One of the systems of this invention can be applied to the fibers prior to distortion thereof, or afterwards, as desired, although it is generally preferred for control purposes to impregnate the fibers with one of the systems of this invention prior to distortion.

Permanently crimped yarn can also be obtained by knitting the yarn into fabric form and setting the fabric by impregnating the fabric with one of the systems of this invention and curing. The cured, and thereby set, knitted fabric is then unravelled. The resulting yarn is permanently set in the configuration in which it was set while in knitted form.

The setting of crimp in keratin fibers in fabric form has its greatest applicability in the field of stretch fabrics. In the production of all-wool stretch fabrics, or fabrics containing at least a major proportion of wool fibers, a base fabric is shrunk by immersion in a treating solution, with or without reducing agents, so as to increase the crimp amplitude in either or both warp and filling yarns thereof. This increased crimp amplitude is substantially recoverable as stretch in the fabric. When such a fabric is treated with one of the systems of this invention and cured while in its shrunken condition, the rate of the fabric's return from a stretched condition, i.e., the fabric's elastic recovery rate, is greatly increased, thereby providing a livelier stretch fabric.

Once again, one of the systems of this invention may be applied to the fabric before or after shrinking, but, in this embodiment, it is generally preferred to impregnate the fabric with one of the systems of this invention after shrinking in order to avoid any effects that the shrinking bath may have on the compound systems of this invention. The impregnated fabric is then dried and cured to set the fabric in its shrunken condition.

Crimp in the yarns of a fabric may also be induced by mechanical means, such as compacting, wherein a fabric is mechanically shrunken in a given direction, e.g., the warp direction. One apparatus for accomplishing this effect is the Compactor, trade name for equipment developed by Fabric Research Laboratories. In this embodiment of the invention, the fabric is preferably impregnated with one of the compound systems, dried, compacted, and cured to permanently set the fabric in its compacted form to obtain stretch in the direction of compacting. This technique is particularly useful for obtaining fabrics having stretch in the wrap direction.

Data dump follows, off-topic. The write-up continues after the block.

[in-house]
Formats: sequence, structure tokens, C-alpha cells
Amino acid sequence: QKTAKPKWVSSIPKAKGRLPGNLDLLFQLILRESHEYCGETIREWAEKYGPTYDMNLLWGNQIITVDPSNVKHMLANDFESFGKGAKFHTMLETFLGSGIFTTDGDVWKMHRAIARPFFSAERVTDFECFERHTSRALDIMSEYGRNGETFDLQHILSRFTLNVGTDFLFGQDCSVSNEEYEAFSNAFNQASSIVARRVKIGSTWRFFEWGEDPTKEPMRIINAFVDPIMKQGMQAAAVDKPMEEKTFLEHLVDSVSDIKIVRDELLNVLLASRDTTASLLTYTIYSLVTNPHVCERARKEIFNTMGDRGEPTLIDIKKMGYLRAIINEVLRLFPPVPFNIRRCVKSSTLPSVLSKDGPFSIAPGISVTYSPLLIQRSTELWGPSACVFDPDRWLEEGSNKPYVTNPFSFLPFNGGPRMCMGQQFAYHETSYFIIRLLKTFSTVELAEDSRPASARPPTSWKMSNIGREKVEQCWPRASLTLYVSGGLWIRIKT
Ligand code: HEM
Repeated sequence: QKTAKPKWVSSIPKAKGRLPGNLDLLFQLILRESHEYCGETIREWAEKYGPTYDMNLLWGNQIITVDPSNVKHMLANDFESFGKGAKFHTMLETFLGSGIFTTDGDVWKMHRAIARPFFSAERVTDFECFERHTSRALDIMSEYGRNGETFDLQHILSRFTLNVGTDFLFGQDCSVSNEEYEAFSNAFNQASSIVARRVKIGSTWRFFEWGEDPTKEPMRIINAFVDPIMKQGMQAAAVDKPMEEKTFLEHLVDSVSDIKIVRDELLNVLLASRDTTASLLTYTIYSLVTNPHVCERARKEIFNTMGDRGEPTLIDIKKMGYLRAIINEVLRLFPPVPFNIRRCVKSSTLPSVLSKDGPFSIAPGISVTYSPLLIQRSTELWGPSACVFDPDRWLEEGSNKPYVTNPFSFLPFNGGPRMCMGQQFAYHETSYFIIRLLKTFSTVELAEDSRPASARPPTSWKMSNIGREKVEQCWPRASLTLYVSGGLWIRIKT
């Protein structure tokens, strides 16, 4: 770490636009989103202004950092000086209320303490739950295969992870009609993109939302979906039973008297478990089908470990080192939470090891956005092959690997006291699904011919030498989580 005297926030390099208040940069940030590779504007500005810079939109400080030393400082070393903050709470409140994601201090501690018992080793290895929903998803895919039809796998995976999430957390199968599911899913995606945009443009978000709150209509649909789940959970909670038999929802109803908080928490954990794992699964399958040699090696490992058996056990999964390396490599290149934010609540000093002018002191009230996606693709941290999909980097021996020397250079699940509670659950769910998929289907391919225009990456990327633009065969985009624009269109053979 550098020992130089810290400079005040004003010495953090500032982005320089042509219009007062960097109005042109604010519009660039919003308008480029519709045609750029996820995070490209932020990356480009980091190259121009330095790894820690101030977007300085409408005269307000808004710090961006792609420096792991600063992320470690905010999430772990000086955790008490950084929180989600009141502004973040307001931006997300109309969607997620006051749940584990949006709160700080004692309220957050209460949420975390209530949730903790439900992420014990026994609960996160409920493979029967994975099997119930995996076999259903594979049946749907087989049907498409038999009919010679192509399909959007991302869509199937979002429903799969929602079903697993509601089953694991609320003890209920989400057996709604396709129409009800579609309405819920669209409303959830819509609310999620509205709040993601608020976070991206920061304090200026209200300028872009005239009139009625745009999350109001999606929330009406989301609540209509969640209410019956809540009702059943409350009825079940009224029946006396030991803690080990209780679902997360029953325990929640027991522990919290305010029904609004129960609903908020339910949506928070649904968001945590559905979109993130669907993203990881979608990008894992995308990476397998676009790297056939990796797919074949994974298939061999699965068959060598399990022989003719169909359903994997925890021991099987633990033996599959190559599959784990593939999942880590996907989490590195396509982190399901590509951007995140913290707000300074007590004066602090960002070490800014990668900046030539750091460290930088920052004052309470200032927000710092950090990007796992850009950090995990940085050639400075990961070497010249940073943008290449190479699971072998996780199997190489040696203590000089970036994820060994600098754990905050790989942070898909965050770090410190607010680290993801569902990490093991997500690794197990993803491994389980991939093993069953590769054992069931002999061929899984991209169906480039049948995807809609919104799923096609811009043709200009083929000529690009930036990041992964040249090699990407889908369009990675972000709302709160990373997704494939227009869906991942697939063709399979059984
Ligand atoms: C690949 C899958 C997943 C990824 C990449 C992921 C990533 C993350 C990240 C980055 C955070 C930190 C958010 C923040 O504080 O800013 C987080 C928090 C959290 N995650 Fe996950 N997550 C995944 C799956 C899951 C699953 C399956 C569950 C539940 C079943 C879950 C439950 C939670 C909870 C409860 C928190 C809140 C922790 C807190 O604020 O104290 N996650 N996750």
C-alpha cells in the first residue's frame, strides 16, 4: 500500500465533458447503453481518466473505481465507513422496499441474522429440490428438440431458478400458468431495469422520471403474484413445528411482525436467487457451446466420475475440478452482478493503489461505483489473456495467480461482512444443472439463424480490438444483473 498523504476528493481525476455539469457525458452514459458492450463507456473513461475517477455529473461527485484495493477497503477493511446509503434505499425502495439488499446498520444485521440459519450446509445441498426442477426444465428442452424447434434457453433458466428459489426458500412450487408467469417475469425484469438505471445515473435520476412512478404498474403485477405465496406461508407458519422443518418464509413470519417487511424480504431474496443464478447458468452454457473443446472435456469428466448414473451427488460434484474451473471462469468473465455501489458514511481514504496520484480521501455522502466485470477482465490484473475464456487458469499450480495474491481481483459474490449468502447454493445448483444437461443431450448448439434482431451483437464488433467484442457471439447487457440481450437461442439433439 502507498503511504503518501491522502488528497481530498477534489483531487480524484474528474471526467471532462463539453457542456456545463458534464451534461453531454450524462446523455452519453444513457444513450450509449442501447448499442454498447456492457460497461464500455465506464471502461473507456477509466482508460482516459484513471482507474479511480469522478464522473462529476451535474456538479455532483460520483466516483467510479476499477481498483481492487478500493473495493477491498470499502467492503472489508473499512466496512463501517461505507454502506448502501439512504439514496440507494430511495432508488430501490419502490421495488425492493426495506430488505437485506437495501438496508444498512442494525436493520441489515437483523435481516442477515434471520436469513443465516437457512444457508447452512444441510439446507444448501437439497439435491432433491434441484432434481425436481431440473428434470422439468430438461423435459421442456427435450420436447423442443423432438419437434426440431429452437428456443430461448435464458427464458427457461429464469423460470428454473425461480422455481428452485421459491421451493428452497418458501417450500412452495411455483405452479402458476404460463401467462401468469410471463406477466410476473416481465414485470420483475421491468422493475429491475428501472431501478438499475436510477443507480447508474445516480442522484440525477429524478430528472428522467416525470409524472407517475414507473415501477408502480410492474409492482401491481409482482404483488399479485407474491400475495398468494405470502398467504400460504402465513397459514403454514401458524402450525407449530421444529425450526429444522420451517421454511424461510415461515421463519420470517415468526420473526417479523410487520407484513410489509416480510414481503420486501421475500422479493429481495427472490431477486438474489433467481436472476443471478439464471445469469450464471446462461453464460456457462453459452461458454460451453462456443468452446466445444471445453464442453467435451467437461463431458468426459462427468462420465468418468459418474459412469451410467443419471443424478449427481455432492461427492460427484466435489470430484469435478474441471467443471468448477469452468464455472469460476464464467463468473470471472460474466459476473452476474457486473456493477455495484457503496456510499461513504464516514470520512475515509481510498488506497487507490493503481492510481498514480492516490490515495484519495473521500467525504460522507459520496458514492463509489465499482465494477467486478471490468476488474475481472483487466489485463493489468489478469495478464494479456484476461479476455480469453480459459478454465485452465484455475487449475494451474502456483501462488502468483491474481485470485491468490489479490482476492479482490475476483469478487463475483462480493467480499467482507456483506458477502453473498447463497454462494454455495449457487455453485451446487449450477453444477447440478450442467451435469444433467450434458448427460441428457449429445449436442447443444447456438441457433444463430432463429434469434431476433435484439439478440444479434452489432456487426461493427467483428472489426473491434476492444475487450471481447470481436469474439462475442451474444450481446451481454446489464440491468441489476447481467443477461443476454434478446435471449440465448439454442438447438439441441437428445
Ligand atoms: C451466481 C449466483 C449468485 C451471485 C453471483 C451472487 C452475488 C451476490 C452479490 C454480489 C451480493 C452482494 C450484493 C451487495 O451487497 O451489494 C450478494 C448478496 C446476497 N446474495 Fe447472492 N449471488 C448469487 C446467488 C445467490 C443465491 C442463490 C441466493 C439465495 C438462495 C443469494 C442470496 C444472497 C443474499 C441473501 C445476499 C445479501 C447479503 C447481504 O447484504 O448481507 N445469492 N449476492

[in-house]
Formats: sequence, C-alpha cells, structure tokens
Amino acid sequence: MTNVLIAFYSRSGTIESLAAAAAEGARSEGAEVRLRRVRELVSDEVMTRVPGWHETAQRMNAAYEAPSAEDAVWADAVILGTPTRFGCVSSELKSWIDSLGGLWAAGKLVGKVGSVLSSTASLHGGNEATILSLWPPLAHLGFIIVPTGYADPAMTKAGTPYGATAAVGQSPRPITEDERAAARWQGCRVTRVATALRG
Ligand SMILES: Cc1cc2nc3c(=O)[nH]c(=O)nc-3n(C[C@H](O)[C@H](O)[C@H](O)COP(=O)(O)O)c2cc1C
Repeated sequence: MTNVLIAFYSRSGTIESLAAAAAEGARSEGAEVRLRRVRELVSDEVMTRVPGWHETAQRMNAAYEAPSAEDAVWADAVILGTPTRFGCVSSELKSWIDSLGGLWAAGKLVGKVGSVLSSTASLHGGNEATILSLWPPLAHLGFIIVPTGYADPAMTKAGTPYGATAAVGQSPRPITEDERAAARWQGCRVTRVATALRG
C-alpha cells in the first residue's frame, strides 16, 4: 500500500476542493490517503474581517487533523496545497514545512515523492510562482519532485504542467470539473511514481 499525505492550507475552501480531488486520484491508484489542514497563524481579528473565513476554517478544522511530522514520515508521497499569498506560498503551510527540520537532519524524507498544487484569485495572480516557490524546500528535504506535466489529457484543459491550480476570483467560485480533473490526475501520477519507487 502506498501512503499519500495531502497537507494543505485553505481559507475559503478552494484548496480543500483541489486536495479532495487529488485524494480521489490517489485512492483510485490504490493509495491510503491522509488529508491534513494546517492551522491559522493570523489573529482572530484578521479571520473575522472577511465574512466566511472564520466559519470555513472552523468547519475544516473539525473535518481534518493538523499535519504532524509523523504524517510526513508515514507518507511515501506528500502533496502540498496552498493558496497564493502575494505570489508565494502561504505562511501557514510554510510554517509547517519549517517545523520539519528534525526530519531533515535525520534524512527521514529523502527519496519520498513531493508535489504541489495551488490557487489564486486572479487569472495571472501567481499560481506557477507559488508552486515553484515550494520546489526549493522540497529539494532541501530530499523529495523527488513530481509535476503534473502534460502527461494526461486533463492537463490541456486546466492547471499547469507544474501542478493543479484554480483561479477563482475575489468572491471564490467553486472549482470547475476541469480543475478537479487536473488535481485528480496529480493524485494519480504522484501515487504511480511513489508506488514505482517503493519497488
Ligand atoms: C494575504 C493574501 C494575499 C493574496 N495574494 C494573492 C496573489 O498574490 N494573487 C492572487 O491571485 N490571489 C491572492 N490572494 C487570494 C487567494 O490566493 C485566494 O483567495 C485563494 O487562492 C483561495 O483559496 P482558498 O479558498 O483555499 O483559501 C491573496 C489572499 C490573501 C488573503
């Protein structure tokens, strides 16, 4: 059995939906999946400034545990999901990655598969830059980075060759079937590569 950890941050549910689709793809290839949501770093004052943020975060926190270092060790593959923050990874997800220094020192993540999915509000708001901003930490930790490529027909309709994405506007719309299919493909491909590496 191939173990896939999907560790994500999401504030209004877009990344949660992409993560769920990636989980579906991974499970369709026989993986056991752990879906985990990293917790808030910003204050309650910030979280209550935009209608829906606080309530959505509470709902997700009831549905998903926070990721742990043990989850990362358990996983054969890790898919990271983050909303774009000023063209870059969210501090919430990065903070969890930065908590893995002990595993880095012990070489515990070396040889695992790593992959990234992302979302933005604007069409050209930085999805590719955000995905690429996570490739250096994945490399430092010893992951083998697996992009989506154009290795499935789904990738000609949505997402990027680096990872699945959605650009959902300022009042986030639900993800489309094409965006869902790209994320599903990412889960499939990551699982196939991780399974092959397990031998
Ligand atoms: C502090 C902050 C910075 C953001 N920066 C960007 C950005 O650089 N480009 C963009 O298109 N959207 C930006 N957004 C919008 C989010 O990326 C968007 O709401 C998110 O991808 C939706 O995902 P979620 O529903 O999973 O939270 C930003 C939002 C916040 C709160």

Fabrics having enhanced stretch in the filing direction only can be obtained by impregnating the fabric with one of the systems of this invention and exerting tension forces thereon in the warp direction during either or both drying and heating wherein curing is initiated. By this procedure, the crimp amplitude in the filing yarns is increased. The fabric is maintained in this condition throughout drying and curing, which as noted above, generally extends through an aging period, to provide a fabric having enhanced stretch properties in the filling direction.

Fabrics treated with the various systems of this invention can have durable configurations imparted thereto in the textile mill, e.g., by pressing to impart a durable, lustrous finish, or presensitized in the mill for subsequent durable setting by the garment manufacturer.

Durable luster or other effects wherein surface fibers of the fabric are set in a given configuration can be imparted to fabrics in the mill by impregnating the fabric with the systems of this invention and then at least partially curing the impregnated fabric while pressing at least one surface, e.g., by passing the impregnated fabric between heated rolls at a temperature sufficient to initiate the cure. For embossed effects, batch or continuous molding procedures involving longer curing times under pressure are preferred.

Alternatively, the impregnated fabric can be pressed into the desired configuration and, in a separate operation, cured while substantially maintaining the configuration, whereupon this configuration will be retained even during subsequent wetting. In other words, it is essential only that the fabric be maintained in the desired configuration during curing. The configuration is most conveniently imparted during the early stages of curing, but the curing step can follow the pressing step if desired. In many instances, in fact, curing continues during an ageing period following the normal curing operations. In that event, improved results are obtained if care is taken to maintain the fabric in its desired configuration during ageing also. For that matter, some permanent setting of the fabric can be achieved during the ageing period, if desired.